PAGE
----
The World of the Slavs
The Slavs first appeared in history at the end of the first century A.D. They then lived to the east of the Germans, in the region of the Vistula. In the sixth century, there were three tribes: the Slavs, the Venedi and the Antes. These were divided further into small groups but foreigners gave them all the same name: Sclaveni or Slavs. After continual movements which began in the third century and lasted until the ninth, they had spread over the greater part of Europe, from the Don to the Alps and from the Baltic to the Balkans. Their movements, at least in the earliest years, were, by and large, peaceful. The increase in their numbers and the extension of their lands can be explained precisely by the fact that they did not make war and therefore had no losses in battle. When they settled permanently in the areas they had taken over, they then became organized militarily.
In the ninth century, their positions had stabilized in more or less their present regions, with only a few later fluctuations. The Russians, as we have seen, occupied the country between the Dnieper and the Don, while around them lived other Slav tribes who were later absorbed by them. The Poles lived around the River Vistula. On the Elbe lived the Obotrites, Veleti and the Lusitanian Sorbs, who later merged with their neighbouring tribes. The Moravians, Czechs and Slovaks also occupied their present territories, and a part of Pannonia. The rest of the Pannonia region had been settled by Slovenes. Northern Illyria was shared between the Croats and Serbs, while Northern Thrace was occupied by the Bulgars. Various tribes that lived in Greek regions were either ejected later or absorbed.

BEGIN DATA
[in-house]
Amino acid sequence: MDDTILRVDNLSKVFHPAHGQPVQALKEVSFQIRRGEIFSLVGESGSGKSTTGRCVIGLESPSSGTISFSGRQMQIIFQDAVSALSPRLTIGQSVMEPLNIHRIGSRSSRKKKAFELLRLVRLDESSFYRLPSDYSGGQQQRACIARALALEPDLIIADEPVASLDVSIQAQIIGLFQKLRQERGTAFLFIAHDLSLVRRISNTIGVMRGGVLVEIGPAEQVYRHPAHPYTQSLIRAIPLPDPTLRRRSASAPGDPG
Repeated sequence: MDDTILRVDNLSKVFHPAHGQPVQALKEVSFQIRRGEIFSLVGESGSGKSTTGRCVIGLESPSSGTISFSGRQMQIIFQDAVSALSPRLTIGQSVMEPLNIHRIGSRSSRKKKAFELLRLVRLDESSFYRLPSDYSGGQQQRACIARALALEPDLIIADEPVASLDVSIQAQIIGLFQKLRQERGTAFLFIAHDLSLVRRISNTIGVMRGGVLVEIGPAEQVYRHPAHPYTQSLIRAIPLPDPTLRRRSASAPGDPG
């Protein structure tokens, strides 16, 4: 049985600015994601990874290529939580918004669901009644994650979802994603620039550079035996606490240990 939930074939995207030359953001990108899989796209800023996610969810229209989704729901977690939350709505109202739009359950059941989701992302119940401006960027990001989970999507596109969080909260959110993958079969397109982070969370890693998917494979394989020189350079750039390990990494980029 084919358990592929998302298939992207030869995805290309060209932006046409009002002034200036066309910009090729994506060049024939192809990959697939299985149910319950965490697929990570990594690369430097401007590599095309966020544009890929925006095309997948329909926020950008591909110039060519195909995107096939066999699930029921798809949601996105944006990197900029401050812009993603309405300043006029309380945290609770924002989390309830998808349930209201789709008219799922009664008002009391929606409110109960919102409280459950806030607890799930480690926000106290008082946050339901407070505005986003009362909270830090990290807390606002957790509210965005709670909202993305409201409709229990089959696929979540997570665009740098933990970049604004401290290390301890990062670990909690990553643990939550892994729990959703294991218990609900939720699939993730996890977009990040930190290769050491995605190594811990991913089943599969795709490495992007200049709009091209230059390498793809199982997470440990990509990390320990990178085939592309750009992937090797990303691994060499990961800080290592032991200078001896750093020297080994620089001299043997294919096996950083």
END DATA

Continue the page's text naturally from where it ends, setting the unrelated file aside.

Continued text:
The Slavs lived a nomadic life in roughly-made shelters, though they gradually formed settlements of farmers and herdsmen. For safety they built wooden fortifications, *gordъ, (> gorod, grad, hrad) which later became towns, though this development is not observable before the ninth century. Justice was determined by the tribal chiefs and custom and they had no literature or education. It had not been possible for them to have temples before then; instead of priests, they had magicians from whom they sought assistance in the trials of life. Their religious ceremonies were conducted by heads of families and clans, who also guarded the sacred symbols. It appears that the original deity of the Slavs was the goddess of fertility, which goes some way to explaining their immoral personal lives. Next came the god of the sun or fire, who had different names in the various Slav tribes. Apart from these there were hosts of nymphs and spirits, whose homes were considered to be fire, water, trees and houses.